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Am I “too tough” When I discipline my kids?

Apr 06, 2016 10:16AM ● By Press Release

As the saying goes, "Desperate times call for desperate measures." When your child's safety is at risk—whether they have run into the street, reached for an open flame, or gotten dangerously close to a pool—yelling, screaming, or crying out is a perfectly normal (and necessary!) response. After all, at that moment, you would do anything possible to get your child's attention and get them out of harm's way.

After an episode like this, it's natural for kids to cry—and for you to want to apologize. But the truth is, your kids are likely crying in response to the fear and urgency in your voice, not because you've been "too stern." At times like these, it's OK to comfort them without apologizing. Give your child a hug and say something like, "I know you're upset. But what you did was dangerous and I was scared that you were going to get hurt. You must never do that again." Punishing kids after an event like this is usually not necessary, since they've probably learned their lesson.

On the other hand, there are times when being too stern—like yelling regularly for minor offenses—can backfire. Kids can become immune to parents' overblown reactions and fail to take them seriously. If you feel yourself getting into this habit, take a deep breath before responding to your child's behavior and ask yourself, "Am I about to overreact?" If so, walk away for a few minutes and come back when you've calmed down.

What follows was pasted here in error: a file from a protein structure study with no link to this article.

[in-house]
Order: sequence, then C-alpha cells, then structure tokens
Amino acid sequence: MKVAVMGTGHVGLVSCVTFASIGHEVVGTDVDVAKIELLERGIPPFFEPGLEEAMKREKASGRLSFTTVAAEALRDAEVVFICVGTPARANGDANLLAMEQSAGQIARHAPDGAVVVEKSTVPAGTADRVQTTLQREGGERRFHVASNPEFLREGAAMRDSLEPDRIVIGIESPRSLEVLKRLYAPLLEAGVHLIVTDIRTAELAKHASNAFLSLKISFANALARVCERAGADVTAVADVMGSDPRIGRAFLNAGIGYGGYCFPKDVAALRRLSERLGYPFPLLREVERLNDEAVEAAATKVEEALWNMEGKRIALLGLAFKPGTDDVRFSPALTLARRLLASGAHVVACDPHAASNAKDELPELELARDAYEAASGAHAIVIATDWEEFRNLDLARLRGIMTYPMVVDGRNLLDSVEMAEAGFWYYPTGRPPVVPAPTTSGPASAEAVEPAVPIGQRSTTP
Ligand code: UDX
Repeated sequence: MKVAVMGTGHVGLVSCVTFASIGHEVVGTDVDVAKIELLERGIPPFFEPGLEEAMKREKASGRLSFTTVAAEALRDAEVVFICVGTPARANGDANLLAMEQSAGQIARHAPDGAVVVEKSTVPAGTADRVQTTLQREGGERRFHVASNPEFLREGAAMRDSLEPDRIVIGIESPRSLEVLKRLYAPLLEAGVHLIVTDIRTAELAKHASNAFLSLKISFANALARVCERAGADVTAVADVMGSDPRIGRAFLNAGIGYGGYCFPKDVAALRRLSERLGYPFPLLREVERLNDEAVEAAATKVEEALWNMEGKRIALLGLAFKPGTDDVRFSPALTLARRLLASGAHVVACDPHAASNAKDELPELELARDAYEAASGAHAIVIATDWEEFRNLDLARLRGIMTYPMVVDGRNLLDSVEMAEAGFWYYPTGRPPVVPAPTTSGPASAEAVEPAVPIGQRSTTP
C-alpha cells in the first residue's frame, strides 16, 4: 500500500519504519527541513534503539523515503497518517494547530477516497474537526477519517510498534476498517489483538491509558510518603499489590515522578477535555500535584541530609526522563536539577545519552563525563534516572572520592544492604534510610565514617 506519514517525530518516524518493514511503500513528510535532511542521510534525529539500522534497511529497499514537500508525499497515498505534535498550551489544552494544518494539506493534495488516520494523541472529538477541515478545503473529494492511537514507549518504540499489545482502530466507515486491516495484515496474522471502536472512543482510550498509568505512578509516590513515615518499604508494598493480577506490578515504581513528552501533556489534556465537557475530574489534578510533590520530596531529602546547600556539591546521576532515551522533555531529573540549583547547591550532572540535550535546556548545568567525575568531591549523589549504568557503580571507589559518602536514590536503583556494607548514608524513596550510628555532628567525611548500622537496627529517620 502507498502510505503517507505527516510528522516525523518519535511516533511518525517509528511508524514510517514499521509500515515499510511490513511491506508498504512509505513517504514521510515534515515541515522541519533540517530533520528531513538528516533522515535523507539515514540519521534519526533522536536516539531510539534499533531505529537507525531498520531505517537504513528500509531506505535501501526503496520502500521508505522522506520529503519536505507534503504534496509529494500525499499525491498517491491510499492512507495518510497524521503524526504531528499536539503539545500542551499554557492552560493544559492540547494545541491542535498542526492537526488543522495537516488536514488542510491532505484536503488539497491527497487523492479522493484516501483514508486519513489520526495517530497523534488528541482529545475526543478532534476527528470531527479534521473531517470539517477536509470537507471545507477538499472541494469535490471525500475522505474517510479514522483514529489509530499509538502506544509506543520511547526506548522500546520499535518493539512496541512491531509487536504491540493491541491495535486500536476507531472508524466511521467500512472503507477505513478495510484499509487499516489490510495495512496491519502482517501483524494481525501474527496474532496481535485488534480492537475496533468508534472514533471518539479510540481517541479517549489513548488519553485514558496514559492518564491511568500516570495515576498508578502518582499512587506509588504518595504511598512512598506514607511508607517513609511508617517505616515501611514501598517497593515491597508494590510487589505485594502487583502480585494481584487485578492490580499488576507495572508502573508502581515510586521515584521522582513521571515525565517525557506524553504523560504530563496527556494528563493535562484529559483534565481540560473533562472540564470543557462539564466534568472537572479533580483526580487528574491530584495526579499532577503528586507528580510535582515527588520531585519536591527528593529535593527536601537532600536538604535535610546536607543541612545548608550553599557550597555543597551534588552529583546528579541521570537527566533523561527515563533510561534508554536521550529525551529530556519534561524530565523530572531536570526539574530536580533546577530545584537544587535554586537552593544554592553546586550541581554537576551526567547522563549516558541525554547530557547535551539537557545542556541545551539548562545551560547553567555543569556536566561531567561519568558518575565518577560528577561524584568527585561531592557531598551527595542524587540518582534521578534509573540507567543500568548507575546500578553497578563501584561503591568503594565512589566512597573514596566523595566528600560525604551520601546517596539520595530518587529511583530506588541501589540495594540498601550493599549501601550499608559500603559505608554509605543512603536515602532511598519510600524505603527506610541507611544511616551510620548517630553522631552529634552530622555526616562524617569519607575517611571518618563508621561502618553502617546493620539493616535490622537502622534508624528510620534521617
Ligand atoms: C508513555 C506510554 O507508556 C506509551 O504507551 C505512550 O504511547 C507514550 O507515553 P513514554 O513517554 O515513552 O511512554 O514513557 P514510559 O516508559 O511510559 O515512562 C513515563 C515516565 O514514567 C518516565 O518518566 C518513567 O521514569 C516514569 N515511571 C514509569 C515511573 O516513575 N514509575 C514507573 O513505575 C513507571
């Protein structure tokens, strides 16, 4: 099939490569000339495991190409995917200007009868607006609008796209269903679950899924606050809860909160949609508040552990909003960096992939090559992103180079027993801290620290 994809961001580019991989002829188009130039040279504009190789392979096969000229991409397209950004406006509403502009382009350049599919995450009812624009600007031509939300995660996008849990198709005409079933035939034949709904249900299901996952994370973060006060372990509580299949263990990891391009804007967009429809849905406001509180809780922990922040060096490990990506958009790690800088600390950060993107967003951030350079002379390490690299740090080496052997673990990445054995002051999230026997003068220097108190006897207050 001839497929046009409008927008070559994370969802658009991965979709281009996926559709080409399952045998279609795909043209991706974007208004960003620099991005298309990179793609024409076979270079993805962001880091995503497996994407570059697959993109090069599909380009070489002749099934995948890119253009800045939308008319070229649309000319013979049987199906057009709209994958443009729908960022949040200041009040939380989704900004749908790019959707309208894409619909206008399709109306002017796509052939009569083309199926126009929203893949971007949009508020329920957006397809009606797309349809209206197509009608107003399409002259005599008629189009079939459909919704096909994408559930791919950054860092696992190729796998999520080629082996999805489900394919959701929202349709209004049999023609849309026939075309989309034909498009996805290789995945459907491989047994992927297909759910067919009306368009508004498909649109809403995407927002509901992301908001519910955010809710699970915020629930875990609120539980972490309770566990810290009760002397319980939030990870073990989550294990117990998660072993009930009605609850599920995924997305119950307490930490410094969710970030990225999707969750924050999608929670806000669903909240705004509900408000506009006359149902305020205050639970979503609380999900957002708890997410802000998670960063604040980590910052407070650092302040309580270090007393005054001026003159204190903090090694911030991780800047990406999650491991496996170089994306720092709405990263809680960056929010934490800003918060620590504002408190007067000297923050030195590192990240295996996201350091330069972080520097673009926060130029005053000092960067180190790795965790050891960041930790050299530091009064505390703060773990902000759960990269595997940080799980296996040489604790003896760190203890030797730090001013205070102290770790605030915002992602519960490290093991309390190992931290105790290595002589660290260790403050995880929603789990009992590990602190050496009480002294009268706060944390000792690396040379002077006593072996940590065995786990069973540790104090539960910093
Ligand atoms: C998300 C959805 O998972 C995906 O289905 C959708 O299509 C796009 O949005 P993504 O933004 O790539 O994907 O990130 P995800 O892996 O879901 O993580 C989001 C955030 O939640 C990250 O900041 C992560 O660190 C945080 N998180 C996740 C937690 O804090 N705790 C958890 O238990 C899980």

In general, when it comes to disciplining kids, it's best to speak with a low, firm voice and to keep your focus on the behavior, not the child. It's also helpful to use natural consequences whenever possible. That means if your child has thrown a toy, ask them to pick it up. If they’ve taken something from their sibling, ask them to return it. If they choose not to comply, an age-appropriate timeout or other consequence should follow, despite tearful pleas. Consistency is the key to effective discipline, and giving in to a child's tears may inadvertently reinforce negative behavior.

By Elana Joseph, MD

© 2016. The Nemours Foundation/KidsHealth®. Reprinted with permission.